I got this link of the IndianStallion’s blog. The article was in New York Times and it’s pretty interesting (if you’re up for the whole warped intelligence thing).
‘More Sex Is Safer Sex: The Unconventional Wisdom of Economics
MORE SEX IS SAFER SEX
It’s true: AIDS is nature’s awful retribution for our tolerance of immoderate and socially irresponsible sexual behavior. The epidemic is the price of our permissive attitudes toward monogamy, chastity, and other forms of extreme sexual conservatism.
You’ve read elsewhere about the sin of promiscuity. Let me tell you about the sin of self-restraint.
Consider Martin, a charming and generally prudent young man with a limited sexual history, who has been gently flirting with his coworker Joan. As last week’s office party approached, both Joan and Martin silently and separately entertained the prospect that they just might be going home together. Unfortunately, Fate, through its agents at the Centers for Disease Control, intervened. The morning of the party, Martin happened to notice one of those CDC-sponsored subway ads touting the virtues of abstinence. Chastened, he decided to stay home. In Martin’s absence, Joan hooked up with the equally charming but considerably less prudent Maxwell – and Joan got AIDS.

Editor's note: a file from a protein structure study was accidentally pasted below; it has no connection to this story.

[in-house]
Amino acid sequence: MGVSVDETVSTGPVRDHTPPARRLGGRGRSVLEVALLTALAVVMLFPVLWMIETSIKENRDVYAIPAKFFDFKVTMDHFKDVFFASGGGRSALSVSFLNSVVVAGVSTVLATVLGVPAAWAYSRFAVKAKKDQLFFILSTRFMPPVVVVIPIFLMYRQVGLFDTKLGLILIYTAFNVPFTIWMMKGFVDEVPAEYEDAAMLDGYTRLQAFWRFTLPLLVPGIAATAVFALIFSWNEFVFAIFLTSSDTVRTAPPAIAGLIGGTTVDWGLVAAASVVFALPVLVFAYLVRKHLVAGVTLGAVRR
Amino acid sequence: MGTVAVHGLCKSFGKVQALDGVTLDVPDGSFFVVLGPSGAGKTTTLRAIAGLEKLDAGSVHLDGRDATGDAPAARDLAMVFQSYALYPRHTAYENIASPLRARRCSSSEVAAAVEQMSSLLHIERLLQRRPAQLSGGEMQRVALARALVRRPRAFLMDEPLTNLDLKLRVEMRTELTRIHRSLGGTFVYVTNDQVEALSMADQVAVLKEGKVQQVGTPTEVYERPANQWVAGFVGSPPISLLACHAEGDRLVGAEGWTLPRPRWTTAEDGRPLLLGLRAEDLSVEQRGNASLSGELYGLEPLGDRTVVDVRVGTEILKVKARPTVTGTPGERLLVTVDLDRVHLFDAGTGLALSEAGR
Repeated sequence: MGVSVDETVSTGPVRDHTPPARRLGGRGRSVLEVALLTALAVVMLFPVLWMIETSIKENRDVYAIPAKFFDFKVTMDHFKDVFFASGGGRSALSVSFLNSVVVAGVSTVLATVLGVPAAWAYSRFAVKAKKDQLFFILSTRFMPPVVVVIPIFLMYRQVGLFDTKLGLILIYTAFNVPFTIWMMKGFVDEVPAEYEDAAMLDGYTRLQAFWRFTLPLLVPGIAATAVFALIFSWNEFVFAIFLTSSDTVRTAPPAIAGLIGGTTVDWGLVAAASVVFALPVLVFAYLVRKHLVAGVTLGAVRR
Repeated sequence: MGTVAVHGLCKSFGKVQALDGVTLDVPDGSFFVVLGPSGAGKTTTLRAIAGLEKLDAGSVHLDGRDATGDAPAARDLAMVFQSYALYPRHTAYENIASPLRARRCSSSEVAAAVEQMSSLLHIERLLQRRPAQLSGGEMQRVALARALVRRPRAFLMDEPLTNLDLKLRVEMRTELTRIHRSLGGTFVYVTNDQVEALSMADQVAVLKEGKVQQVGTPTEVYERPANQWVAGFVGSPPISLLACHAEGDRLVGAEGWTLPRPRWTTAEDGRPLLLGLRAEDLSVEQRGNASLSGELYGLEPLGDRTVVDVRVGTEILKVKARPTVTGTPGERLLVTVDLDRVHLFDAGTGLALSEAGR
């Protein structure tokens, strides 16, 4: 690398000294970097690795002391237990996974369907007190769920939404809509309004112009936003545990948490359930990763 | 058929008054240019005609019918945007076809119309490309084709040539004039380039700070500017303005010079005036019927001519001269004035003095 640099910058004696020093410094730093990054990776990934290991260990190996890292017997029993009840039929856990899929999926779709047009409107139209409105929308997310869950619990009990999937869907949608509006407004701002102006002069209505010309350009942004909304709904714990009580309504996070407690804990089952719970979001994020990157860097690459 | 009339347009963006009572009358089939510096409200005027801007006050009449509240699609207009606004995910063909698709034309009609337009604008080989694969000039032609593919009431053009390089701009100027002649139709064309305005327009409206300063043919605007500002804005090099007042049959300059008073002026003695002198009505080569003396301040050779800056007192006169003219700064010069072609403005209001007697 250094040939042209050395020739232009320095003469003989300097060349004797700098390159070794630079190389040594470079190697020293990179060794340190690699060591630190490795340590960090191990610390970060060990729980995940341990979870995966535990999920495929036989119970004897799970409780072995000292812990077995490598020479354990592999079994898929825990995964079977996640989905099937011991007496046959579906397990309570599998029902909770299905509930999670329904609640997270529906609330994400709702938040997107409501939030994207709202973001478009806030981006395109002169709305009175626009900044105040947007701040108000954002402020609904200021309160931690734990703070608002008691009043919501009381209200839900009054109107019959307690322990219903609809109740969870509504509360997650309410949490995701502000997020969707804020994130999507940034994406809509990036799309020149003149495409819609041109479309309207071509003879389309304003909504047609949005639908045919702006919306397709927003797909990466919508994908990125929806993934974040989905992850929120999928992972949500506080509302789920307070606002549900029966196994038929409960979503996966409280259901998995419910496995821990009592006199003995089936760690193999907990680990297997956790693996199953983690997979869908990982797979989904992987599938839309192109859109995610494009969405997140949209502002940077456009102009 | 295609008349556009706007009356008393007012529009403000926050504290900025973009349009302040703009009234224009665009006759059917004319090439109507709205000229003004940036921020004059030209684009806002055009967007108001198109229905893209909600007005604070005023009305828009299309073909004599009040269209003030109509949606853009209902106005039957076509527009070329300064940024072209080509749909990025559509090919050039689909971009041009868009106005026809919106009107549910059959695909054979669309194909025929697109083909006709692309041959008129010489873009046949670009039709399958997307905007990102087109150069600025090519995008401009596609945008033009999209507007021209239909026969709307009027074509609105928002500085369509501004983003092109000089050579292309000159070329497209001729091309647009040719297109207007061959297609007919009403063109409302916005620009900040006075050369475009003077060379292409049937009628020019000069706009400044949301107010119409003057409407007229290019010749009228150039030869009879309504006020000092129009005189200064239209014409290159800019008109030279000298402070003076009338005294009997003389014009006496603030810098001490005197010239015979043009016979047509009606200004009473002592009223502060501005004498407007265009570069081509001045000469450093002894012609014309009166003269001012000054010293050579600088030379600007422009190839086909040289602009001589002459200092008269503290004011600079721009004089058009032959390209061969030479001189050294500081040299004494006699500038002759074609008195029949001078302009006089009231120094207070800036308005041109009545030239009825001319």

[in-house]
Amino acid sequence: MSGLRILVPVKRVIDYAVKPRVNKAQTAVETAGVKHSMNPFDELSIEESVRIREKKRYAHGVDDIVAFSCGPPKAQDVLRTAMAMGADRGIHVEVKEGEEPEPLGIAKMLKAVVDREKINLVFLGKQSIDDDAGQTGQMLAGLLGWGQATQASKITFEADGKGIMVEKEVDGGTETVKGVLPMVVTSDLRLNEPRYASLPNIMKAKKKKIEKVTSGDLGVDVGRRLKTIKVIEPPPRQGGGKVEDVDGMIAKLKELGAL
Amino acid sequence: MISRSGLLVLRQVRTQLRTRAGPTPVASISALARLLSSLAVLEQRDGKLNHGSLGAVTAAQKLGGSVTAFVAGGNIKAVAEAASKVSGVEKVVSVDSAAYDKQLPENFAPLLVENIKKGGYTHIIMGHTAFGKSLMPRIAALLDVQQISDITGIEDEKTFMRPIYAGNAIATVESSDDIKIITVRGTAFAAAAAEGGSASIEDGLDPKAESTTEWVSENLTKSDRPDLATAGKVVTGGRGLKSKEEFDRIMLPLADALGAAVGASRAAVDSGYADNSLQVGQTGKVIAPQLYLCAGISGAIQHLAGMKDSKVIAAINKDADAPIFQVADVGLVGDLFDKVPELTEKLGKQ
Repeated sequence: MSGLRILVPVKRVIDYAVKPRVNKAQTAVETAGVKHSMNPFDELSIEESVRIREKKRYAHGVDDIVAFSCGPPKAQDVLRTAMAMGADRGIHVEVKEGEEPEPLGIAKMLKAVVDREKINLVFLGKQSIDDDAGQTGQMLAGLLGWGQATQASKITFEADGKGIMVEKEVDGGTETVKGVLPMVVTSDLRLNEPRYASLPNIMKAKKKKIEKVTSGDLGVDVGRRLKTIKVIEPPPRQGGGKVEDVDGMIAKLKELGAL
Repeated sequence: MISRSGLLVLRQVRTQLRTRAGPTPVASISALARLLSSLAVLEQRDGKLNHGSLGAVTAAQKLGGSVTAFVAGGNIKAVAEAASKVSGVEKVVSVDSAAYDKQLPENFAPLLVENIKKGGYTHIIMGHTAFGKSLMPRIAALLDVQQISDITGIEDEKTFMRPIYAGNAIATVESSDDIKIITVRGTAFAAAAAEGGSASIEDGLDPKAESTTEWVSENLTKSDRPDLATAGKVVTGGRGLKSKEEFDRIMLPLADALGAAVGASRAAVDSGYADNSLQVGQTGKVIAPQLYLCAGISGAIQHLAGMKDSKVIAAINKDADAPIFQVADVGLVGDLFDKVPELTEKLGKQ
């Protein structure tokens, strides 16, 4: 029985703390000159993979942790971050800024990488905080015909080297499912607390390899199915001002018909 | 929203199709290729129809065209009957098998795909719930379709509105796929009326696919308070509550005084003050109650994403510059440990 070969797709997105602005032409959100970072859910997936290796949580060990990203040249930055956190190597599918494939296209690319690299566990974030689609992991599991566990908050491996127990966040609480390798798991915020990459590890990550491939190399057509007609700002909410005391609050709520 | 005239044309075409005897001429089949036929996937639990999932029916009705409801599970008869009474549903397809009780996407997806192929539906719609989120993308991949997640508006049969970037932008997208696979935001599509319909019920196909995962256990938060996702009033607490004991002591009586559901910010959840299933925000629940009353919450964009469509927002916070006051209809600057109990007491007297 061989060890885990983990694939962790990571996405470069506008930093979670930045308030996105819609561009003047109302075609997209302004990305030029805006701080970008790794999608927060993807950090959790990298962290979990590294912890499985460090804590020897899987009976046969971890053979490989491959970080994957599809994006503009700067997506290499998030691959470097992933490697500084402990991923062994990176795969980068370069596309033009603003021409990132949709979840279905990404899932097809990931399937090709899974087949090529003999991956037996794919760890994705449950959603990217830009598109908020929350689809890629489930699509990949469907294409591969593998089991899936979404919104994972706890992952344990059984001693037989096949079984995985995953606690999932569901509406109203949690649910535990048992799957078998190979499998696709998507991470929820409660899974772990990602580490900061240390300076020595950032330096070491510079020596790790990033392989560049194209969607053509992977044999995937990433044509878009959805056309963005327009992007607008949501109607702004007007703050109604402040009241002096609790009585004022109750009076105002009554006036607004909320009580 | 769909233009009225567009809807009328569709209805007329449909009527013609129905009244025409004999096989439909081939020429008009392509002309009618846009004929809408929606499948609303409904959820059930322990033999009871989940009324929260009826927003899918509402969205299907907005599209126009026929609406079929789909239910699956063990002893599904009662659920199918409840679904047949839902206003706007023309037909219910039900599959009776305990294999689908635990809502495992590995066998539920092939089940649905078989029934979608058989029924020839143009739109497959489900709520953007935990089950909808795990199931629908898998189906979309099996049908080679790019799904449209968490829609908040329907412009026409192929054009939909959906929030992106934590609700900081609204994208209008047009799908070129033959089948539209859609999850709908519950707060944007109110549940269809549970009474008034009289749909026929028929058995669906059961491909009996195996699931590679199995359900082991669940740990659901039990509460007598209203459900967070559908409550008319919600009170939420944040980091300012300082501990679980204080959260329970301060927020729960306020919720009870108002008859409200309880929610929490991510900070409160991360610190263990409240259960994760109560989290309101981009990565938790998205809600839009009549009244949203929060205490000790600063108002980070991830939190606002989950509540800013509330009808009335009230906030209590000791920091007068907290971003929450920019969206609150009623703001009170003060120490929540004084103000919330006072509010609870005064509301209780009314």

When the cautious Martin withdraws from the mating game, he makes it easier for the reckless Maxwell to prey on the hapless Joan. If those subway ads are more effective against Martin than against Maxwell, they are a threat to Joan’s safety. This is especially so when they displace Calvin Klein ads, which might have put Martin in a more socially beneficent mood.
If the Martins of the world would loosen up a little, we could slow the spread of AIDS. Of course, we wouldn’t want to push this too far: if Martin loosens up too much, he becomes as dangerous as Maxwell. But when sexual conservatives increase their activity by moderate amounts, they do the rest of us a lot of good. Harvard professor Michael Kremer estimates that the spread of AIDS in England could plausibly be retarded if everyone with fewer than about 2.25 partners per year were to take additional partners more frequently. That would apply to three-fourths of all British heterosexuals between the ages of 18 and 45.